/kʊdnt/ → /kʊbm/, /wʊdnt/ → /wʊbm/, etc.
The assimilated new phoneme can produce a domino effect which triggers further processes of assimilation. This gives rise to very interesting cases, not at all infrequent.
Have a look at this example:
Now follow the different stages of the process:
- First, the /t/ dissapears, which can happen because of elision or just because the /t/ is frequently dropped in negative contractions.
- Then the /n/ becomes a /m/because, now we no longer have a /t/, it is followed by a bilabial /b/.
- Finally, the /d/ is turned into a /b/ because now the next sound is a bilabial /m/.
- So, /kʊdnt/ becomes /kʊbm/.
And here there are some examples from real life:
My take on this is that, had the potato not failed again in the summer of 1846, we wouldn’t be here talking about the famine at all | wʊdm bi ˈhɪə | The /d/ is not assimilated in this case (Cormac Ó Gráda, BBC4; notice that he’s an Irish speaker of English).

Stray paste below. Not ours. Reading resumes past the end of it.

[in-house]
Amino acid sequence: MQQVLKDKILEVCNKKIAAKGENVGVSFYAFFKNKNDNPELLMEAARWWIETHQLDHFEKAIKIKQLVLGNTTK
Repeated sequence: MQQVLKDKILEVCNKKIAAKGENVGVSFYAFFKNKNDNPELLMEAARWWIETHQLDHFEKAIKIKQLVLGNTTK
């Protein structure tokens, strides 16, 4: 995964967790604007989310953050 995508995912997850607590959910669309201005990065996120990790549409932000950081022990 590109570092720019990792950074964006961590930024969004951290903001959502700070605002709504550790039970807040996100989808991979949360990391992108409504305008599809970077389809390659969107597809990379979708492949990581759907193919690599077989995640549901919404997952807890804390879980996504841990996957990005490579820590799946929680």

Now have a look at these examples where the /d/ is dropped because of elision and then the /n/ is assimilated into /m/. As you can see, in the first case the assimilation takes place at word boundaries whereas in the second case it occurs within a single word.
OK, it can happen that someone reads a line with a different inflection or emphasis and then I find myself changing my reading because he’s changed his. | faɪm maɪˈself | (Cambridge Proficiency test).
“Temporal landmarks help stop the feeling that time’s whizzing by. I bet, for example, you retain memories of events that happen near the beginning or end of term – they’re kind of landmarks – better than those that happened somewhere in between”. “So?” “So establish a few landmarks – remember to mark special events like birthdays properly with some sort of celebration. Notice how the speaker pronounces /ˈlæmmɑːk/ (Cambridge Advanced test).